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Tue., Oct. 6
Serving the communities of Jefferson, St. Lawrence and Lewis counties, New York
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Fracking study


An Environmental Protection Agency report on methane gas production during hydraulic fracturing undercuts claims by opponents that the controversial method of drilling for natural gas substantially contributes to climate change with increased production of heat-trapping methane gas.

The federal agency said that tighter pollution controls implemented by the drilling industry has significantly lowered the amount of methane gas that leaks from wells, pipelines and other infrastructure associated with fracking, which involves injecting millions of gallons of pressurized water, sand and chemicals into shale rock formation to break up the rock and release trapped natural gas.

The methane gas issue has divided environmentalist groups, who prefer natural gas to coal as a fuel source since it produces less greenhouse gas. However, methane, also a greenhouse gas, is the main component of natural gas. High leakage during the drilling and production process would counter the benefits of relying on natural gas to fuel power plants.

But that is not the case. According to the EPA review of data, methane emissions from 1990 to 2010 are 20 percent lower than previously estimated even though natural gas production has increased by 40 percent since 1990. The study found that all sources of methane contribute only 9 percent of greenhouse gases.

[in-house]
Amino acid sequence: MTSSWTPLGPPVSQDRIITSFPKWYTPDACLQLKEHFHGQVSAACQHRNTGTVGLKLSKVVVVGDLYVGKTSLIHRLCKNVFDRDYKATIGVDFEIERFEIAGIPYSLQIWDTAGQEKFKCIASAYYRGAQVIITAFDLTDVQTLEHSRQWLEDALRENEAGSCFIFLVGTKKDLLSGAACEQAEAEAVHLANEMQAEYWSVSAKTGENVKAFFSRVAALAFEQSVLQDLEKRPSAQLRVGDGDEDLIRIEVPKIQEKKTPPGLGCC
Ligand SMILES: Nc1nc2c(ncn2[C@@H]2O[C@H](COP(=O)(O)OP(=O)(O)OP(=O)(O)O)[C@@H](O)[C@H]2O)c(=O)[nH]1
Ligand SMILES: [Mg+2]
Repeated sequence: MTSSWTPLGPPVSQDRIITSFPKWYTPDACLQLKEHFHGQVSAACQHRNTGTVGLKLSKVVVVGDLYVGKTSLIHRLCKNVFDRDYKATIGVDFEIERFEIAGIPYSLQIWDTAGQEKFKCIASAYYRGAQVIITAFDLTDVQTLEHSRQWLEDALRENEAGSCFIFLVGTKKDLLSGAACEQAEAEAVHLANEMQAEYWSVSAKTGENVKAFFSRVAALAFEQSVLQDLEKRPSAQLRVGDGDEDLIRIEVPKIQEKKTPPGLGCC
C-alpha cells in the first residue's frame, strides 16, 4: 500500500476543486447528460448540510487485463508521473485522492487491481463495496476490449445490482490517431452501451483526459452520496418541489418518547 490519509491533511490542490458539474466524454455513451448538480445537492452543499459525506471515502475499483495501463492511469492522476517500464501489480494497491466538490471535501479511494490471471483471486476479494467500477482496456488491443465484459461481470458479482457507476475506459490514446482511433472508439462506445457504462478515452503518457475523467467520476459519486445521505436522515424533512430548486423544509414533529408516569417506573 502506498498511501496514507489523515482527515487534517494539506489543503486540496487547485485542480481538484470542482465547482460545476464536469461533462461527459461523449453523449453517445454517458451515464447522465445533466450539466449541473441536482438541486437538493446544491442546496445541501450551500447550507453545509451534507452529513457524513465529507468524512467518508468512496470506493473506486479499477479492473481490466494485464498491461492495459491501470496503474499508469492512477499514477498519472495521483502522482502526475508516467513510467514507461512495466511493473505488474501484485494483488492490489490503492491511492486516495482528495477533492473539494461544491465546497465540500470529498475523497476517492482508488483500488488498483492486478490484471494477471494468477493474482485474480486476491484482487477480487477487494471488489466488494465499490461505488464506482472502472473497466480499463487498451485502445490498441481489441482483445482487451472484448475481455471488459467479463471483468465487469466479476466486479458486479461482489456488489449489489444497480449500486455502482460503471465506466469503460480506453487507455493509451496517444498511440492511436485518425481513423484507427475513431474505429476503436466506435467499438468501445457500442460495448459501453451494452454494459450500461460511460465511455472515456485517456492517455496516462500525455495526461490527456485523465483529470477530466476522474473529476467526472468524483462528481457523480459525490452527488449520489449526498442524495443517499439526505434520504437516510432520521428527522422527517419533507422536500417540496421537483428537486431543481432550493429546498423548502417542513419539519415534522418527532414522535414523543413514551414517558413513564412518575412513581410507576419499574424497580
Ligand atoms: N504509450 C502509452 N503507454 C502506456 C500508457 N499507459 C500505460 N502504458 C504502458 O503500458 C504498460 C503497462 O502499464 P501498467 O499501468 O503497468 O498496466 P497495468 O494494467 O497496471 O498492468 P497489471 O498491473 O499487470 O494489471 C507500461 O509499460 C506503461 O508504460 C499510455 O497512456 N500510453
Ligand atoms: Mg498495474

Michael Shellenberger, president of the environmental group Breakthrough Institute, called the findings “great news for anybody concerned about the climate and strong proof that existing technologies can be deployed to reduce methane leaks.”

The EPA report strengthens the position of New York state supporters of fracking in the Southern Tier. A moratorium in place since 2008 would be extended through mid-May 2015 under a bill passed in March by the Assembly. Gov. Andrew M. Cuomo has also missed several deadlines for a decision on whether to re-open the state to fracking. The Department of Environmental Conservation has delayed its rulemaking while it awaits a report on fracking’s health impacts.

Fracking is being used throughout the country and has brought an economic revival to communities in the Midwest and neighboring Pennsylvania, where oil companies are extracting natural gas from the Marcellus Shale that extends into New York state. Due to the failure to allow fracking, New York continues to lose out on the benefits being realized by other states, including jobs putting New Yorkers back to work. Lifting the moratorium would directly benefit the southern part of the state, but all New Yorkers will benefit from lower natural gas prices to heat their homes and from breathing cleaner air.

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